Baroness Dunn insists her "confidence in Hong Kong's future is unchanged" and that she is moving for personal reasons. Her protestations will be largely brushed aside, along with the memory of assurances that she intended to stay after 1997.
The most recent assurance came after it was disclosed that she and her husband, Michael Thomas, a former Attorney-General in Hong Kong, had purchased a substantial 18th- century country house in Gloucestershire. They also own a luxury flat in Knightsbridge. Her departure is a severe blow to confidence in Hong Kong. The Governor, Chris Patten, issued a low-key statement noting her "enormous contribution to the community", but significantly did not announce a replacement for her in his executive council.
Most of the people most closely identified with the British have scrambled aboard the new Chinese vessel entering Hong Kong harbour. Sir S Y Chung, Baroness Dunn's predecessor on the executive council, is now an official adviser to the Chinese government. Three other executive councillors, a High Court judge and a British ex-acting governor occupy similar positions.
Although the Hong Kong press has speculated that China might find some role for Baroness Dunn in the new order, this always seemed unlikely. She has gone against the trend by reinforcing ties with Britain, principally by accepting appointment to the House of Lords in 1990 and also by maintaining high-profile positions in British companies, including HSBC Holdings, the parent company of the Hongkong Bank.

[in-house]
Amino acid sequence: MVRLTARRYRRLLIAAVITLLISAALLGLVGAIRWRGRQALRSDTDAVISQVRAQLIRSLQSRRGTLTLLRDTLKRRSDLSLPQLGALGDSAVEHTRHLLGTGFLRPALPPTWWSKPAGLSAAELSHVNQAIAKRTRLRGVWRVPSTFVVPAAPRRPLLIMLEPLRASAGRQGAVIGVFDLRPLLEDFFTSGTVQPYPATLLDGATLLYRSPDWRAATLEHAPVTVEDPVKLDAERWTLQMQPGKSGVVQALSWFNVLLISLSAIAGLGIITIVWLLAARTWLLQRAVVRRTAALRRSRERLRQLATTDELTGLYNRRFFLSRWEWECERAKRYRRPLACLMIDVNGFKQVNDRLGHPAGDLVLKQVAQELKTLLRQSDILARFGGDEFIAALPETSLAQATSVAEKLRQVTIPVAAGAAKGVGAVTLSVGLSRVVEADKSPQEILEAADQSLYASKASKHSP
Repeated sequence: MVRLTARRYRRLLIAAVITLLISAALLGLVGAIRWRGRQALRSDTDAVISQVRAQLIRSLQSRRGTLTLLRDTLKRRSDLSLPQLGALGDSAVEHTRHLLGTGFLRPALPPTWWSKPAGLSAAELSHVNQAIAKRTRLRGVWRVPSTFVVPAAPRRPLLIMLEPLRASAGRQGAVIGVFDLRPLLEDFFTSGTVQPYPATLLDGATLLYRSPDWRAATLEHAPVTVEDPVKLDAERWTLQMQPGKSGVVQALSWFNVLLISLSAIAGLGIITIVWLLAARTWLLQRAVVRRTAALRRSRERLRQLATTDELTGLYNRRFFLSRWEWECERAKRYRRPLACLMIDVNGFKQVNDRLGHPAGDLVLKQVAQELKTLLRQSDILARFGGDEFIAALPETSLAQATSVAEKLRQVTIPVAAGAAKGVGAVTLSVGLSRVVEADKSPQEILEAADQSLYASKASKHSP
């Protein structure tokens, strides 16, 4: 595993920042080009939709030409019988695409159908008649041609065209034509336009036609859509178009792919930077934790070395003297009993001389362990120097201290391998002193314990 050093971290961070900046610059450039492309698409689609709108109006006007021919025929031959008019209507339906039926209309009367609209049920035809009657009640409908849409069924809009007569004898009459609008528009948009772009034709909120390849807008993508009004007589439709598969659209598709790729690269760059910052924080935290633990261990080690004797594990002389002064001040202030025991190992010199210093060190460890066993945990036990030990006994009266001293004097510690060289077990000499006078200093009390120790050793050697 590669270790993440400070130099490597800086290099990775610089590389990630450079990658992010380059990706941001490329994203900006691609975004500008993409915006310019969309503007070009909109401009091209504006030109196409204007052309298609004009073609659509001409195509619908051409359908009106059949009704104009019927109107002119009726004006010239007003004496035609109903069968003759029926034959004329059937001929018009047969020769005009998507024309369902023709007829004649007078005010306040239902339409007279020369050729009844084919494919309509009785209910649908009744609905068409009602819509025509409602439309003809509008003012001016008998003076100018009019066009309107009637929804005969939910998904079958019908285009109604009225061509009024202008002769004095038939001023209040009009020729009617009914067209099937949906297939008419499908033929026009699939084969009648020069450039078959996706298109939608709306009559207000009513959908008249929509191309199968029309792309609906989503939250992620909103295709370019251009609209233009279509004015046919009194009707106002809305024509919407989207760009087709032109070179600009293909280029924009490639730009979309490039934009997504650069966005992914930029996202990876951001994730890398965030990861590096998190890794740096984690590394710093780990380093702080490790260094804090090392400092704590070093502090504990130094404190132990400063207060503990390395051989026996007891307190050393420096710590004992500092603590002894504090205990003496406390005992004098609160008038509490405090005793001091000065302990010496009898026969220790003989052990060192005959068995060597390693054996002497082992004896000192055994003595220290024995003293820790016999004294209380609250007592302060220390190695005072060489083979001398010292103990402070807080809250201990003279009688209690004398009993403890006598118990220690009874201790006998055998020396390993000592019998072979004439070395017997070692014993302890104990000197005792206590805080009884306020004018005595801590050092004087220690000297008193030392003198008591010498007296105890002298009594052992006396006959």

In recent years she has maintained a low profile in Hong Kong. It is officially denied that she has any policy disagreements with the Governor, although his more aggressive style is in marked contrast to her consensual approach.
Baroness Dunn, 55, has been one of the pillars of the Hong Kong establishment ever since she was taken into the legislature by Sir Murray (now Lord) MacLehose, the powerful governor who ruled in imperial manner for the better part of the 1970s.
During negotiations for Hong Kong's return to Chinese sovereignty, she accompanied Sir S Y Chung at a famous meeting with China's paramount leader Deng Xiaoping, at which they incurred his wrath by insisting they had come as representatives of the Hong Kong people. He rejected the idea that Hong Kong people had an independent role to play in the negotiations.
Like other members of the old establishment, Baroness Dunn was paralysed by shock over the 1989 massacre of pro-democracy protesters in Beijing's Tiananmen Square. Nevertheless, she did lead the effort to formulate a united position among legislators pressing Britain for a more democratic system than that introduced by Mr Patten. Like others, she abandoned it in the face of Chinese opposition.
It is hard to dismiss both her calculated charm and ability to articulate Hong Kong's position to an international audience.
Perhaps Baroness Dunn's decision to abandon Hong Kong was taken long ago when she became one of the few Chinese to anglicise her name. In fact she shares the Deng family name with China's leader.